From the Secretary: Uniquely American stories, uniquely American storytellers

There is one painting in film director Steven Spielberg’s home that always attracted his children’s friends. “Nobody was stopped by the Monet, but [the Rockwell]…arrests everyone’s attention,” he explains. The painting, “Happy Birthday Miss Jones,” appeared on the March 17, 1956 cover of The Saturday Evening Post. The viewer looks over the shoulders of young students sitting properly at their desks—except one boy with an eraser on his head.  Perhaps it was he who wrote “Happy Birthday Jonesy” on the blackboard before Miss Jones arrived, delighted to find her students’ surprise. (Because of copyright restrictions, we cannot reproduce the painting, but click here for a slideshow that includes “Happy Birthday Miss Jones.”)

"And Daniel Boone Comes to Life on the Underwood Portable" Underwood typewriter advertisement, 1923, oil on canvas, 36 x 28 in. Collection of Steven Spielberg

Both Spielberg and his fellow filmmaker George Lucas admire Norman Rockwell and his innate ability to frame a story in a painting. Perhaps it is no surprise that Lucas owns a preliminary, large-scale pencil drawing of “Happy Birthday Miss Jones.” For the first time, the public can see the painting and drawing side-by-side, along with 55 other Norman Rockwell artworks in the exhibition “Telling Stories: Norman Rockwell from the Collections of George Lucas and Steven Spielberg” at the Smithsonian’s American Art Museum through January 2, 2011.

As filmmakers, both George Lucas and Steven Spielberg recognized a kindred spirit in Rockwell and each has acquired a significant collection of the artist’s work. “Telling Stories” is the first major exhibition to examine in depth the connections between Rockwell’s evocative images and the movies. Parallel themes in Rockwell’s paintings and Lucas’ and Spielberg’s films are explored, including love of family and country, small-town values, children growing up, the glamour of Hollywood, unlikely heroes and mythmaking.

The exhibition actually highlights four of our nation’s beloved storytellers: Rockwell, Lucas, Spielberg—and the Smithsonian, the nation’s storyteller. The exhibition and its catalog is based on significant original research by curator Virginia Mecklenburg, and breaks new ground in probing Rockwell’s fascination with Hollywood.

"Boy Reading Adventure Story" The Saturday Evening Post, Nov. 10, 1923, oil on canvas, 30 x 24 in. Collection of George Lucas. Lucas commented, "It's a painting celebrating literature, the magic that happens when you read a story, and the story comes alive for you." When working on Star Wars, he said, I realized that you could still sit and dream about exotic lands and strange creatures."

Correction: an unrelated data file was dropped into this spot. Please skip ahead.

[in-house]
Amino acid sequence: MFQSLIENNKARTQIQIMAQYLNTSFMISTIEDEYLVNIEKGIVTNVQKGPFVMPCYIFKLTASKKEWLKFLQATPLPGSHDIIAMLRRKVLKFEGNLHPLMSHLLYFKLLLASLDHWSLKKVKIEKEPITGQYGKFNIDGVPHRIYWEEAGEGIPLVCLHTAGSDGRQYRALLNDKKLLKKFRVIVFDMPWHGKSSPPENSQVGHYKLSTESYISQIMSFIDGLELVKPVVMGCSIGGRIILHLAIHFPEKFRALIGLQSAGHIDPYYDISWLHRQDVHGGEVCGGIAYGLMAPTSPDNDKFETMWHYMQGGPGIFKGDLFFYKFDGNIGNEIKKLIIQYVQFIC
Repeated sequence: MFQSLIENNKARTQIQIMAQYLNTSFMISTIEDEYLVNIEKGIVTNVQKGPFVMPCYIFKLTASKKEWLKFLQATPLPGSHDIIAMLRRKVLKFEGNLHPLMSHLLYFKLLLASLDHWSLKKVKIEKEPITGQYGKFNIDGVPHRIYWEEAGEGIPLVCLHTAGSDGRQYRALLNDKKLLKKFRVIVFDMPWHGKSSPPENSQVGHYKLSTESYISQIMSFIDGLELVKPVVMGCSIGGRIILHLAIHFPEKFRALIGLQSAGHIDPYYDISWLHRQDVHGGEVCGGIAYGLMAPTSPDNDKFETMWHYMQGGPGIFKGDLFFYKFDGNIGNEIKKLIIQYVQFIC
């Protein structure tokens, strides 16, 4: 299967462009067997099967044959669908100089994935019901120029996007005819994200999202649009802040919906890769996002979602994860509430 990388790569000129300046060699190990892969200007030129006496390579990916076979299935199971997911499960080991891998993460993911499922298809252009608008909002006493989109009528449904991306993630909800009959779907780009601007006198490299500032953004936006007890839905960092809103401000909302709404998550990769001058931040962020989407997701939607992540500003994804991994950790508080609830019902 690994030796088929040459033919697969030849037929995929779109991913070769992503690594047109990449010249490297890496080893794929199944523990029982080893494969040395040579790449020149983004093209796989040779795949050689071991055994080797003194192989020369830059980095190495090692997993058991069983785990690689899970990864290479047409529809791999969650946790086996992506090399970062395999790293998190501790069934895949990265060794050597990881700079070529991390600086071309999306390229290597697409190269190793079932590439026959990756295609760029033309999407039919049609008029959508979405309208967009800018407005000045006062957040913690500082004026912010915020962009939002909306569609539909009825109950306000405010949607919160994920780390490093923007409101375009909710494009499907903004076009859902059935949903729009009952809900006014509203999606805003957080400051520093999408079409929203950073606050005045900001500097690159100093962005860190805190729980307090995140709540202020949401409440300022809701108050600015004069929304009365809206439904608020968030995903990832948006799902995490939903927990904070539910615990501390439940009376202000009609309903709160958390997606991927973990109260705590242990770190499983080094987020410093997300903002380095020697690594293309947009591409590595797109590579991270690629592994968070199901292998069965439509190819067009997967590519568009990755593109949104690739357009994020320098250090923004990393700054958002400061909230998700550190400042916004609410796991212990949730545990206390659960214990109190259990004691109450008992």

Rockwell once said, “If I hadn’t become a painter, I would have liked to have been a movie director.” He deliberately used cinematic devices such as staging his pictures, coaching his models, using costumes and props and hinting at prior actions. In “Miss Jones” we know the children came to school early to write on the blackboard because chalk spilled on the floor before Miss Jones arrives, her hat and coat still in hand. As George Lucas explains, “To convey a lot of information without spending a lot of time at it—Rockwell was a master at that.”

Most importantly, Rockwell creates an emotional connection between the viewer and the scene—in this case, we see what the children see: a smiling Miss Jones. It is this emotional connection, established by the artist with his audience, which Lucas says is common to both his and Spielberg’s movies.

We connect to art through personal experiences. For a boy growing up in rural South Georgia, there were no art museums. But the Saturday Evening Post was found in dentists’ and doctors’ offices and in homes like my own. That is how I experienced Rockwell’s art. The 323 illustrations that graced the cover of this popular magazine for more than 50 years influenced entire generations. Rockwell’s paintings evoked a life we lived in simpler times and the aspirations we held for our country.

Rockwell’s art captured our hopes and reflected our insecurity about whether we would measure up or be able to leave home for the wider world, a theme Lucas captured so unforgettably in his 1971 film, American Graffiti. Like Spielberg’s films, Rockwell’s art reflects times of pride and love of country, along with the changes that slowly came to our nation during the civil rights struggles as social justice was hard won.

"Shadow Artist" The Country Gentleman, Feb. 7, 1920, oil on canvas, 25 x 25 in. Collection of George Lucas. The scene is presented from the point of view of the children who watch the shadow maker in awe. George Lucas noted, "Just by the tilt of the heads, just by their body language, you can tell they are completely fascinated by what they're watching, and you can see the pride…on the part of the shadow maker."

Years after I first saw Rockwell’s cover illustrations, I watched the rise of these two other American artists who transcended their times and even sometimes worked together to make fabulously successful movies such as the Indiana Jones series. Their films, like Rockwell’s paintings, helped define our country’s popular culture. Now, thanks to these two visual storytellers, hundreds of thousands of visitors can learn about Norman Rockwell by visiting the museum. Millions more will visit the website to experience the exhibition virtually. We are proud to host this storytelling bonanza!

Posted: 1 August 2010
About the Author:

Wayne Clough served as the 12th Secretary of the Smithsonian Institution from 2008 to 2013. He oversaw several major openings at the Smithsonian, including the Sant Ocean Hall at the Museum of Natural History and the reopening of the American History Museum.